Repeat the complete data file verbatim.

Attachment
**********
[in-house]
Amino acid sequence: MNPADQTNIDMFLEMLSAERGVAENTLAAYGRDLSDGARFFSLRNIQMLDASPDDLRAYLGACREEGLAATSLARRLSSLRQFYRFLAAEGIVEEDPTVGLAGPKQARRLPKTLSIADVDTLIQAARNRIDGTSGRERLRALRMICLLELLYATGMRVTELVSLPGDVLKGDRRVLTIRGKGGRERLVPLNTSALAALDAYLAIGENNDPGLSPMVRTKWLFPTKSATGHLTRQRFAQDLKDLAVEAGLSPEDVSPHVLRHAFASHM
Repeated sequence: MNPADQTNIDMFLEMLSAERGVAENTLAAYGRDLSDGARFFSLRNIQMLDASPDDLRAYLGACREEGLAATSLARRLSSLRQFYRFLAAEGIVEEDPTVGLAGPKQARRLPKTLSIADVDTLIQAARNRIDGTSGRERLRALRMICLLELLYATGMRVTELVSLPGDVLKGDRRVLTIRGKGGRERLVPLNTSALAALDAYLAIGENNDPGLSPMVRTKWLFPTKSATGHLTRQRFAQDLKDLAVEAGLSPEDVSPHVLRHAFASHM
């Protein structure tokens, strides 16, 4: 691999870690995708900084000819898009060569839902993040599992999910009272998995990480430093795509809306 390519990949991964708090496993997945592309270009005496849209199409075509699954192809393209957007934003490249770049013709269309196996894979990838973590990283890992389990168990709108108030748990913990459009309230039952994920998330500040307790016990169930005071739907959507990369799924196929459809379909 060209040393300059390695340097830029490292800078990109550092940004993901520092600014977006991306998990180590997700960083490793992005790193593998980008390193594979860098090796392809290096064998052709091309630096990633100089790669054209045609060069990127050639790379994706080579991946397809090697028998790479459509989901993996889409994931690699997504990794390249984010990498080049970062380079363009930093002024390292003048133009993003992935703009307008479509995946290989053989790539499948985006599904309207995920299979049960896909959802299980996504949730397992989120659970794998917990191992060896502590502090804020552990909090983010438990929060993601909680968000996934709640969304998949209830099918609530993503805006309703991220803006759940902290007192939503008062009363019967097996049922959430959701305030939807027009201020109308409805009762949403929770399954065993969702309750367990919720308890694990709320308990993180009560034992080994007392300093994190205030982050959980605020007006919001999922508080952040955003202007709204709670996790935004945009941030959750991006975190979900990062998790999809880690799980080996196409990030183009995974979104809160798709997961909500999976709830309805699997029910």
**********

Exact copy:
[in-house]
Amino acid sequence: MNPADQTNIDMFLEMLSAERGVAENTLAAYGRDLSDGARFFSLRNIQMLDASPDDLRAYLGACREEGLAATSLARRLSSLRQFYRFLAAEGIVEEDPTVGLAGPKQARRLPKTLSIADVDTLIQAARNRIDGTSGRERLRALRMICLLELLYATGMRVTELVSLPGDVLKGDRRVLTIRGKGGRERLVPLNTSALAALDAYLAIGENNDPGLSPMVRTKWLFPTKSATGHLTRQRFAQDLKDLAVEAGLSPEDVSPHVLRHAFASHM
Repeated sequence: MNPADQTNIDMFLEMLSAERGVAENTLAAYGRDLSDGARFFSLRNIQMLDASPDDLRAYLGACREEGLAATSLARRLSSLRQFYRFLAAEGIVEEDPTVGLAGPKQARRLPKTLSIADVDTLIQAARNRIDGTSGRERLRALRMICLLELLYATGMRVTELVSLPGDVLKGDRRVLTIRGKGGRERLVPLNTSALAALDAYLAIGENNDPGLSPMVRTKWLFPTKSATGHLTRQRFAQDLKDLAVEAGLSPEDVSPHVLRHAFASHM
């Protein structure tokens, strides 16, 4: 691999870690995708900084000819898009060569839902993040599992999910009272998995990480430093795509809306 390519990949991964708090496993997945592309270009005496849209199409075509699954192809393209957007934003490249770049013709269309196996894979990838973590990283890992389990168990709108108030748990913990459009309230039952994920998330500040307790016990169930005071739907959507990369799924196929459809379909 060209040393300059390695340097830029490292800078990109550092940004993901520092600014977006991306998990180590997700960083490793992005790193593998980008390193594979860098090796392809290096064998052709091309630096990633100089790669054209045609060069990127050639790379994706080579991946397809090697028998790479459509989901993996889409994931690699997504990794390249984010990498080049970062380079363009930093002024390292003048133009993003992935703009307008479509995946290989053989790539499948985006599904309207995920299979049960896909959802299980996504949730397992989120659970794998917990191992060896502590502090804020552990909090983010438990929060993601909680968000996934709640969304998949209830099918609530993503805006309703991220803006759940902290007192939503008062009363019967097996049922959430959701305030939807027009201020109308409805009762949403929770399954065993969702309750367990919720308890694990709320308990993180009560034992080994007392300093994190205030982050959980605020007006919001999922508080952040955003202007709204709670996790935004945009941030959750991006975190979900990062998790999809880690799980080996196409990030183009995974979104809160798709997961909500999976709830309805699997029910």